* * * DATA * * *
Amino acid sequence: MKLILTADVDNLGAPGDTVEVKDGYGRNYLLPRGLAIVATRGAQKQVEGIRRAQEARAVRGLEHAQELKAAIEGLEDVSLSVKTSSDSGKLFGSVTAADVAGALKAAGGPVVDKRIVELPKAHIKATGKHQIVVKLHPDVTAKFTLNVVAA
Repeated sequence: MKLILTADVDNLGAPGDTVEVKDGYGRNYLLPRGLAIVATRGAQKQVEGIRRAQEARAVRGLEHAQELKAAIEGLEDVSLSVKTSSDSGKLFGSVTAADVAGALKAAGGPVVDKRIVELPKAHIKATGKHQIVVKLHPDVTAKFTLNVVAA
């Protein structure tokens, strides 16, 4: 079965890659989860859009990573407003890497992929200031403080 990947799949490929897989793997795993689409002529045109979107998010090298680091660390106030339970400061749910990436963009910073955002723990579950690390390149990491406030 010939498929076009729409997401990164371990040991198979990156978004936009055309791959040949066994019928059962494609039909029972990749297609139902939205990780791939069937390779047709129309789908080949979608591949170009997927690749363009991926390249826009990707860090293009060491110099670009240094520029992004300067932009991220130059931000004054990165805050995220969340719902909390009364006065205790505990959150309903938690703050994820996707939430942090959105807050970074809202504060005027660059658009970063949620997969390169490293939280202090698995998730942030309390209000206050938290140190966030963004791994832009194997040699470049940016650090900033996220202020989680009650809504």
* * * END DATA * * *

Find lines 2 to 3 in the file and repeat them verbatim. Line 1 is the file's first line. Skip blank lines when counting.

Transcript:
Repeated sequence: MKLILTADVDNLGAPGDTVEVKDGYGRNYLLPRGLAIVATRGAQKQVEGIRRAQEARAVRGLEHAQELKAAIEGLEDVSLSVKTSSDSGKLFGSVTAADVAGALKAAGGPVVDKRIVELPKAHIKATGKHQIVVKLHPDVTAKFTLNVVAA
């Protein structure tokens, strides 16, 4: 079965890659989860859009990573407003890497992929200031403080 990947799949490929897989793997795993689409002529045109979107998010090298680091660390106030339970400061749910990436963009910073955002723990579950690390390149990491406030 010939498929076009729409997401990164371990040991198979990156978004936009055309791959040949066994019928059962494609039909029972990749297609139902939205990780791939069937390779047709129309789908080949979608591949170009997927690749363009991926390249826009990707860090293009060491110099670009240094520029992004300067932009991220130059931000004054990165805050995220969340719902909390009364006065205790505990959150309903938690703050994820996707939430942090959105807050970074809202504060005027660059658009970063949620997969390169490293939280202090698995998730942030309390209000206050938290140190966030963004791994832009194997040699470049940016650090900033996220202020989680009650809504």